The Technology Role

Today’s solutions will play an increasing, every-present role on the border

While the political discussions that focus on how to secure America’s borders rage on without a clear resolution regarding what or how policies and procedures could change, one element of the discussion remains clear and present–that technology must and will play an ever more significant role at the U.S. border.

Managing the Border

The job of managing daily border crossings includes screening vehicles, pedestrian traffic and fleets of trucks for contraband like cash, weapons and drugs at a speed that protects U.S. citizens as well as the half a trillion dollars in annual trade between the United States and Mexico. Customs and Border Protection (CBP) screens between half a million and a million pedestrians and 400,000 vehicles through 330 ports of entry across 2,000 miles every day.

It is a daunting task where the stakes are high with an average of 130 Americans daily falling prey to an opioid epidemic that is now being fed by synthetic opioids like fentanyl that can be fatal in very small doses. CBP officers and law enforcement officers risk their lives and risk exposure to these substances daily in order to perform their jobs. But new technologies and new developments in technology could change all of that.

Technology at the border is good news for the good guys and bad news for the bad guys.

Innovations in security technology are coming faster and faster, integrating capabilities that were developed for other environments including consumer products–facial recognition technology for instance has clear application for security. But what if it were possible to develop parallel technologies like vehicle recognition software that does not rely on license plates or VIN numbers to identify specific vehicles?

What if certain materials that are commonly used to disguise contraband or fool current technology could be identified and the mere presence of that material in a vehicle could alert officers to a problem? What if the 400,000 vehicles that need to be screened every day could go through a portal that could detect those items of concern and accurately clear other vehicles?

And what if all of those factors could be identified across the 330 points of entry, forming an integrated, multi-layered technology net that could make it easier and faster for everyone to cross the border and preserve or accelerate the “speed of commerce” as it is sometimes called? That would be good news for people who are legitimately crossing the border and bad news for those with nefarious purposes. And that is what is happening.

The Future is Now

Security solutions that are capable of functioning on their own or as part of a multi-layered solution are already in use, and additional advancements are in development. New innovations that shrink and ruggedize technology that once was only available in huge machines can now be put into handheld devices that are ultra-portable, effective and safe, like X-ray screening tools that let officers see into sealed areas of vehicles. Handheld-screening tools have already been deployed and are currently in use by law enforcement officials throughout the country and at the southern border. Searches, which traditionally require officials to manually dismantle a vehicle over the course of hours, can now be completed in minutes.

Similar technology found in handheld x-ray screening tools is now being scaled up into full, drive-though vehicle portal solutions that will help officers find more contraband like this, allowing officials to remove inventory and dollars from the illegal drug-trafficking industry and even make human trafficking much more difficult. The objective of these portal systems is 100 percent inspection. Similar to how today’s airport checkpoint scans all carry-on baggage, drive-through portals at the border will effectively scan all passenger and commercial vehicles for increased security and efficiency. Demonstrations for these portal solutions will be starting in the coming months to select the optimal-security solutions for a decade (plus) of investment.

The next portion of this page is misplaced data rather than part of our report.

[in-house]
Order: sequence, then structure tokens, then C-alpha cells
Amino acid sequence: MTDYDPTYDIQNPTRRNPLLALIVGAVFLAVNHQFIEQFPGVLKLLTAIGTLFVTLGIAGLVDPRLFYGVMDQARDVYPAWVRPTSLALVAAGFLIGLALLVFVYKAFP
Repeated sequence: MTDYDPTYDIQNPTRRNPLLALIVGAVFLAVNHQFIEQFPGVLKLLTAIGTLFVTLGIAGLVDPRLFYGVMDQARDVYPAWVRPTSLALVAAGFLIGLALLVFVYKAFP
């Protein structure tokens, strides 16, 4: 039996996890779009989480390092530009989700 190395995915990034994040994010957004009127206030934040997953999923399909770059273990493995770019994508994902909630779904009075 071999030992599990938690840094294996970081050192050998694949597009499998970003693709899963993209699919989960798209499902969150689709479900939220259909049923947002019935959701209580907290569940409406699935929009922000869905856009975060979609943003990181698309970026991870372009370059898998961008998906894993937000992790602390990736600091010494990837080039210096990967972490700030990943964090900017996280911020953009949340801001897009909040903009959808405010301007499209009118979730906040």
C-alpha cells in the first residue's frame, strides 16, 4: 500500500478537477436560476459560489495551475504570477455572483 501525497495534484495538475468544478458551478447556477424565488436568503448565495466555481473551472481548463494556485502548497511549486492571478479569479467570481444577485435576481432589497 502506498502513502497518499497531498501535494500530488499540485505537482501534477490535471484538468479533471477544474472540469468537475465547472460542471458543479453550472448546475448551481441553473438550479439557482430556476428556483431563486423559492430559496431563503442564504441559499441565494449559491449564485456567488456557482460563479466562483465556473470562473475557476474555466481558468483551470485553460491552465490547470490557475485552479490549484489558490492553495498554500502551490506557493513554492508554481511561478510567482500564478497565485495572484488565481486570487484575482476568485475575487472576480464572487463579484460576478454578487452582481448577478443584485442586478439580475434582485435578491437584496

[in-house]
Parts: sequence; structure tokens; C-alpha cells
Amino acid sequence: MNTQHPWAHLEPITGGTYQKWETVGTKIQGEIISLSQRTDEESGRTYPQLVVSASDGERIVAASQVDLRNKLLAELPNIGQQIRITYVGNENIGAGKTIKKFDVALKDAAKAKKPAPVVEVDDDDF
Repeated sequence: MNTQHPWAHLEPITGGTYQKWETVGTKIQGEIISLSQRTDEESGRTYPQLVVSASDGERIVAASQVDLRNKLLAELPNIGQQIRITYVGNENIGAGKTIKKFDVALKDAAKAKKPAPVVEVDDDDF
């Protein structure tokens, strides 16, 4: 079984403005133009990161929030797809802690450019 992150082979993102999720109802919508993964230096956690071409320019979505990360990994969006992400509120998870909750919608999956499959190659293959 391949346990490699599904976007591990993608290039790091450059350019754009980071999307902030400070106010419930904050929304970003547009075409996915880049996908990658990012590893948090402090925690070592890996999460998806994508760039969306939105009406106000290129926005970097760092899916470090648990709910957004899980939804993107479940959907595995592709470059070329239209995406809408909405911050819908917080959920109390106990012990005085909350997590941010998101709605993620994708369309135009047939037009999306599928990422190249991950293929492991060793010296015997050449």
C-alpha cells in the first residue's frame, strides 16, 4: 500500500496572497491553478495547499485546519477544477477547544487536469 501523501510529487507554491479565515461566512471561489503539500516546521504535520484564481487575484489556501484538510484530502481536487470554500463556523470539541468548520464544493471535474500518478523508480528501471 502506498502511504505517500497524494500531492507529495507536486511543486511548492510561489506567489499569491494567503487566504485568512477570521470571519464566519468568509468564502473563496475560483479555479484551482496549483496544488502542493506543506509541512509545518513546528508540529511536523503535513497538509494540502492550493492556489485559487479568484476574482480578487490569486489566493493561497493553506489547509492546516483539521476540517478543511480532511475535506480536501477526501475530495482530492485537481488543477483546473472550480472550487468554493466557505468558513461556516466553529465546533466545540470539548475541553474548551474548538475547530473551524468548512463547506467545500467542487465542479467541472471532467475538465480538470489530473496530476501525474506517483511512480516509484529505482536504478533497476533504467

As an industry, the expectation is that congressional funding mechanisms will recognize the benefits of putting dollars toward further development of solutions that can be part of a multi-layered system, solutions that use open-source architecture (so they can learn to talk to each other), solutions that utilize AI and machine learning to rapidly analyze and integrate massive amounts of data, and set new standards in border security technology.

The Role of Small Business and Innovation

Security technology is big business, and research and development does not come without cost. However, research and development (R&D) is the key factor in getting real innovation to the marketplace. While companies in the United States now outsource so much of manufacturing, innovation is still one of our most significant domestic products and one of our most important exports with small businesses accounting for significant advances in industries including homeland security technology. Engineering (rather than financial engineering) focuses on developing new solutions to old problems that change the landscape of the security industry every year.

While consumer technologies like Ring doorbells, smart thermostats and Alexa-enabled household devices come into homes and get smarter and gain new functions; facial-recognition technology matched with vehicle-recognition technology, handheld Xray technology that can see through steel and other materials in vehicles, and full drive-through vehicle portals are coming to the security industry. This level of innovation will form that protective-technology net that can catch the bad actors while letting everyone else be about their business.

This article originally appeared in the October 2019 issue of Security Today.


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